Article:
Successful Meal Planning Strategy 3: Keep it Simple
If you are starting to feel overwhelmed by the thought of documenting activities and meals, let me reassure you. These records don’t need to be detailed, they just need to be understood by you, the meal planner/implementor.
I’d recommend listing out the known activities per day of the week while you are thinking about recipes and what you need from the store.
Then, jot down short-handed references to what you plan to make that week. I do this brainstorming in the margins of my notebook.
For example, I know exactly what “Tostadas” and “GG’s” means for my planning, and that’s all that matters. [GG’s is Great Grandma’s spaghetti sauce recipe – yummy!].
Write down what was eaten on a given day when it suits you. That could mean during planning or after the fact. I personally write it down after the fact. We have so many activities going on that pivoting to a different meal is extremely common in my household. I bet you can relate.
Meals don’t need to be complicated, or 100% from scratch, to be nourishing. When my kids were preschool and elementary school age, I went through a period of feeling guilty if I wasn’t making everything from scratch. The pressure I put on myself to ‘make it all from scratch, all the time’ created a lot of stress and feelings of overwhelm.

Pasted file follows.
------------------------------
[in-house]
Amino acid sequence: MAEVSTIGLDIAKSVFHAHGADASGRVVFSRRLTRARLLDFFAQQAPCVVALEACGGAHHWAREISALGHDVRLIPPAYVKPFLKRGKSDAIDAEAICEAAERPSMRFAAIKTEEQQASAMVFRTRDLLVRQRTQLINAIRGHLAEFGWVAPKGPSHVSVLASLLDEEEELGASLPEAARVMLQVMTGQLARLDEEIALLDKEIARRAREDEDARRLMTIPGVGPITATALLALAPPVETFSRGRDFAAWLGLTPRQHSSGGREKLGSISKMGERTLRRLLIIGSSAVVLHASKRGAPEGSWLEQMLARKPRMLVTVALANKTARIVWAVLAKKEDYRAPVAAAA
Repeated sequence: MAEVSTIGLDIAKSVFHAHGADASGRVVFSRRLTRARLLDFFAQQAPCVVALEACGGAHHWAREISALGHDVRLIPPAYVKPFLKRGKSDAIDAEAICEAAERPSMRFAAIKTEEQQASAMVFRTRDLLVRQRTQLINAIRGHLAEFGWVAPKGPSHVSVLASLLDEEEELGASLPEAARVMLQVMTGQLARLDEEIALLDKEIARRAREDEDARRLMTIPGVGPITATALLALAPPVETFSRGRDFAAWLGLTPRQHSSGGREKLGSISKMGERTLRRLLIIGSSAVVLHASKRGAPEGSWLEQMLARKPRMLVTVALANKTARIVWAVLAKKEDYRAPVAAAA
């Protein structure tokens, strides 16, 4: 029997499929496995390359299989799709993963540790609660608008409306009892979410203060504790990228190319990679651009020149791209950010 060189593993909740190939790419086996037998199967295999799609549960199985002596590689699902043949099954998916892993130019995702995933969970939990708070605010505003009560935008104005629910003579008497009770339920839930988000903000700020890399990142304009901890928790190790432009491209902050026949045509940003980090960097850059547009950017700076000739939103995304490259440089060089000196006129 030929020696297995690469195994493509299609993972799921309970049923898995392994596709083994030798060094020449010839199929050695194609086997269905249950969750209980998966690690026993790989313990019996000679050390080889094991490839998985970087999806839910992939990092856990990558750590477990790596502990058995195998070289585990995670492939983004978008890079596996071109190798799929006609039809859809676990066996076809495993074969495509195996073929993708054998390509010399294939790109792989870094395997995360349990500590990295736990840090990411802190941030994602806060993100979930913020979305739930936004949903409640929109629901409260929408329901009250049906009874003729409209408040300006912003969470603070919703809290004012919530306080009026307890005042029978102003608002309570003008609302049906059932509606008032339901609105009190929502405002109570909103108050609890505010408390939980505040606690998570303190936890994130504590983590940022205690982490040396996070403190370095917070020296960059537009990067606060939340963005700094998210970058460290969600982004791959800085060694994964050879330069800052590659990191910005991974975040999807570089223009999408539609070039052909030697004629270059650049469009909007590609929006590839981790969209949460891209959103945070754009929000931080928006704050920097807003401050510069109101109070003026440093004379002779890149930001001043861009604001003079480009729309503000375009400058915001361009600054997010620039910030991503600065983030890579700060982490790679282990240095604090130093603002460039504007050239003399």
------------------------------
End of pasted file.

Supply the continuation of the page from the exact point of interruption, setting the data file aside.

Once I internalized the fact that I am not a bad parent — or dietitian — if I use a product with more than 5 ingredients on the food label (as one popular blog recommends as a limit), my stress levels went way down, and I got a lot happier. Feeling happier and less stressed makes me a better parent and a better person and improves my health overall. My family also finds me a lot more pleasant.
You can feel happier and less stressed about meals too! Identify 4-7 easy, ‘go-to’ meals whose ingredients are usually on hand in your pantry or freezer. When things get hectic and you haven’t had time to plan, having those staples on hand to create a quick, nourishing meal will save the day!
A few ideas:
- Canned beans with rice and grated cheese and salsa
- A carton of soup and a hot sandwich